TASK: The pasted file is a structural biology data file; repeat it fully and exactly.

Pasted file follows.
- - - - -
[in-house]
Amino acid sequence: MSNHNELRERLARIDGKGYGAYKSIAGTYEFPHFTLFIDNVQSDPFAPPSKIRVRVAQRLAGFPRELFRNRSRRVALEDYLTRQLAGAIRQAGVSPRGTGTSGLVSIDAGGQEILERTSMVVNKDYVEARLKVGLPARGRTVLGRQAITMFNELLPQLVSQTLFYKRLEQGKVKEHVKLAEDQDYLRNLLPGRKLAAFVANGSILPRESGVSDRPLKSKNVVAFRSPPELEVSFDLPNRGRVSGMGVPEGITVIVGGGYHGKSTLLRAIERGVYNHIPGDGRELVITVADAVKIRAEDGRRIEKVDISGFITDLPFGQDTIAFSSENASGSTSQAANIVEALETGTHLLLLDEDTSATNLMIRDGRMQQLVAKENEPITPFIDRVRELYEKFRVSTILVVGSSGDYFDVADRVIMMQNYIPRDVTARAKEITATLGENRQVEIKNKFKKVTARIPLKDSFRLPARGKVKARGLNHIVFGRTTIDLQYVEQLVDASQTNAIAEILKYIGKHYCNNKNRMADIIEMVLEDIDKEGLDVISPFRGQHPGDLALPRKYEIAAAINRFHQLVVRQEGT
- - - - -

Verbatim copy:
[in-house]
Amino acid sequence: MSNHNELRERLARIDGKGYGAYKSIAGTYEFPHFTLFIDNVQSDPFAPPSKIRVRVAQRLAGFPRELFRNRSRRVALEDYLTRQLAGAIRQAGVSPRGTGTSGLVSIDAGGQEILERTSMVVNKDYVEARLKVGLPARGRTVLGRQAITMFNELLPQLVSQTLFYKRLEQGKVKEHVKLAEDQDYLRNLLPGRKLAAFVANGSILPRESGVSDRPLKSKNVVAFRSPPELEVSFDLPNRGRVSGMGVPEGITVIVGGGYHGKSTLLRAIERGVYNHIPGDGRELVITVADAVKIRAEDGRRIEKVDISGFITDLPFGQDTIAFSSENASGSTSQAANIVEALETGTHLLLLDEDTSATNLMIRDGRMQQLVAKENEPITPFIDRVRELYEKFRVSTILVVGSSGDYFDVADRVIMMQNYIPRDVTARAKEITATLGENRQVEIKNKFKKVTARIPLKDSFRLPARGKVKARGLNHIVFGRTTIDLQYVEQLVDASQTNAIAEILKYIGKHYCNNKNRMADIIEMVLEDIDKEGLDVISPFRGQHPGDLALPRKYEIAAAINRFHQLVVRQEGT